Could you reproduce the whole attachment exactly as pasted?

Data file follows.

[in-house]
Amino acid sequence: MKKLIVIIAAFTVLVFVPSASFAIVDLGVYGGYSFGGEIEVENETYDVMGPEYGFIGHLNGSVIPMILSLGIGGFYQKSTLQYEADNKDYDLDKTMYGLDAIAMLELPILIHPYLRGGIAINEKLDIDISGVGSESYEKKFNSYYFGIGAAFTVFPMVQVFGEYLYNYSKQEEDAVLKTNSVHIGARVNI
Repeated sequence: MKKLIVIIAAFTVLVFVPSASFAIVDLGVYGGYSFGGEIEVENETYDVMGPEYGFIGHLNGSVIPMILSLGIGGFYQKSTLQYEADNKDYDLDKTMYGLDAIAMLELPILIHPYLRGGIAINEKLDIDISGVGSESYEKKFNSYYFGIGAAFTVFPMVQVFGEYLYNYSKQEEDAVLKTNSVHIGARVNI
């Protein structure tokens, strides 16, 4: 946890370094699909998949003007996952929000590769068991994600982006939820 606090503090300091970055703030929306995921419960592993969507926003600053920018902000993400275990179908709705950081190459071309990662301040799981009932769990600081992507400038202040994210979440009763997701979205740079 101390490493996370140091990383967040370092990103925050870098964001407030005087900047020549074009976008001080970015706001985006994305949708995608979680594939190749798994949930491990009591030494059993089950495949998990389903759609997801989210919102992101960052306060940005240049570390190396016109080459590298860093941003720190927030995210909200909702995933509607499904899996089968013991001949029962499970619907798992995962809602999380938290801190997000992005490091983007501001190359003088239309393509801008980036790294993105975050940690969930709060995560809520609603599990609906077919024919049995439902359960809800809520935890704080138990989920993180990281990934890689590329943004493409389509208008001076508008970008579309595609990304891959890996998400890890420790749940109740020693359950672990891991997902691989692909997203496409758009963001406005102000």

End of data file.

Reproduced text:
[in-house]
Amino acid sequence: MKKLIVIIAAFTVLVFVPSASFAIVDLGVYGGYSFGGEIEVENETYDVMGPEYGFIGHLNGSVIPMILSLGIGGFYQKSTLQYEADNKDYDLDKTMYGLDAIAMLELPILIHPYLRGGIAINEKLDIDISGVGSESYEKKFNSYYFGIGAAFTVFPMVQVFGEYLYNYSKQEEDAVLKTNSVHIGARVNI
Repeated sequence: MKKLIVIIAAFTVLVFVPSASFAIVDLGVYGGYSFGGEIEVENETYDVMGPEYGFIGHLNGSVIPMILSLGIGGFYQKSTLQYEADNKDYDLDKTMYGLDAIAMLELPILIHPYLRGGIAINEKLDIDISGVGSESYEKKFNSYYFGIGAAFTVFPMVQVFGEYLYNYSKQEEDAVLKTNSVHIGARVNI
């Protein structure tokens, strides 16, 4: 946890370094699909998949003007996952929000590769068991994600982006939820 606090503090300091970055703030929306995921419960592993969507926003600053920018902000993400275990179908709705950081190459071309990662301040799981009932769990600081992507400038202040994210979440009763997701979205740079 101390490493996370140091990383967040370092990103925050870098964001407030005087900047020549074009976008001080970015706001985006994305949708995608979680594939190749798994949930491990009591030494059993089950495949998990389903759609997801989210919102992101960052306060940005240049570390190396016109080459590298860093941003720190927030995210909200909702995933509607499904899996089968013991001949029962499970619907798992995962809602999380938290801190997000992005490091983007501001190359003088239309393509801008980036790294993105975050940690969930709060995560809520609603599990609906077919024919049995439902359960809800809520935890704080138990989920993180990281990934890689590329943004493409389509208008001076508008970008579309595609990304891959890996998400890890420790749940109740020693359950672990891991997902691989692909997203496409758009963001406005102000």